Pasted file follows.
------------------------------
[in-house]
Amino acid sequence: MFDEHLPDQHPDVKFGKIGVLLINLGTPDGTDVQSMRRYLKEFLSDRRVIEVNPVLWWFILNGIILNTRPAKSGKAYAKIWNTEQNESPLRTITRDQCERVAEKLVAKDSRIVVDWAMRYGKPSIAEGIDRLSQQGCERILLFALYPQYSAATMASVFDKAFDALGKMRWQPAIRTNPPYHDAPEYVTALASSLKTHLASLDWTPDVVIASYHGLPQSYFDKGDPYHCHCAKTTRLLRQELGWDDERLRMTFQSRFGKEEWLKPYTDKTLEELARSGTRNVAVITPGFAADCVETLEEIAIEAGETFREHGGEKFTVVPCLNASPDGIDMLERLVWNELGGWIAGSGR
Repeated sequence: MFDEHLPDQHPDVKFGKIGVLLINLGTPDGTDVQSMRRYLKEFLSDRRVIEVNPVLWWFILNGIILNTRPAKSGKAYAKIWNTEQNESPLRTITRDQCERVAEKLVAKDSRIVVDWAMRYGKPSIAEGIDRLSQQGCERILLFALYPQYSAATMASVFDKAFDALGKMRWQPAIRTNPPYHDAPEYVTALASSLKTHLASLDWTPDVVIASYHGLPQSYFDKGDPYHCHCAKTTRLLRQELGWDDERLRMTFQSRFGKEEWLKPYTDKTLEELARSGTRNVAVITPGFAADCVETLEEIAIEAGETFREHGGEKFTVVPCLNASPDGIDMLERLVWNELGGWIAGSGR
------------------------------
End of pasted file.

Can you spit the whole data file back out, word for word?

[in-house]
Amino acid sequence: MFDEHLPDQHPDVKFGKIGVLLINLGTPDGTDVQSMRRYLKEFLSDRRVIEVNPVLWWFILNGIILNTRPAKSGKAYAKIWNTEQNESPLRTITRDQCERVAEKLVAKDSRIVVDWAMRYGKPSIAEGIDRLSQQGCERILLFALYPQYSAATMASVFDKAFDALGKMRWQPAIRTNPPYHDAPEYVTALASSLKTHLASLDWTPDVVIASYHGLPQSYFDKGDPYHCHCAKTTRLLRQELGWDDERLRMTFQSRFGKEEWLKPYTDKTLEELARSGTRNVAVITPGFAADCVETLEEIAIEAGETFREHGGEKFTVVPCLNASPDGIDMLERLVWNELGGWIAGSGR
Repeated sequence: MFDEHLPDQHPDVKFGKIGVLLINLGTPDGTDVQSMRRYLKEFLSDRRVIEVNPVLWWFILNGIILNTRPAKSGKAYAKIWNTEQNESPLRTITRDQCERVAEKLVAKDSRIVVDWAMRYGKPSIAEGIDRLSQQGCERILLFALYPQYSAATMASVFDKAFDALGKMRWQPAIRTNPPYHDAPEYVTALASSLKTHLASLDWTPDVVIASYHGLPQSYFDKGDPYHCHCAKTTRLLRQELGWDDERLRMTFQSRFGKEEWLKPYTDKTLEELARSGTRNVAVITPGFAADCVETLEEIAIEAGETFREHGGEKFTVVPCLNASPDGIDMLERLVWNELGGWIAGSGR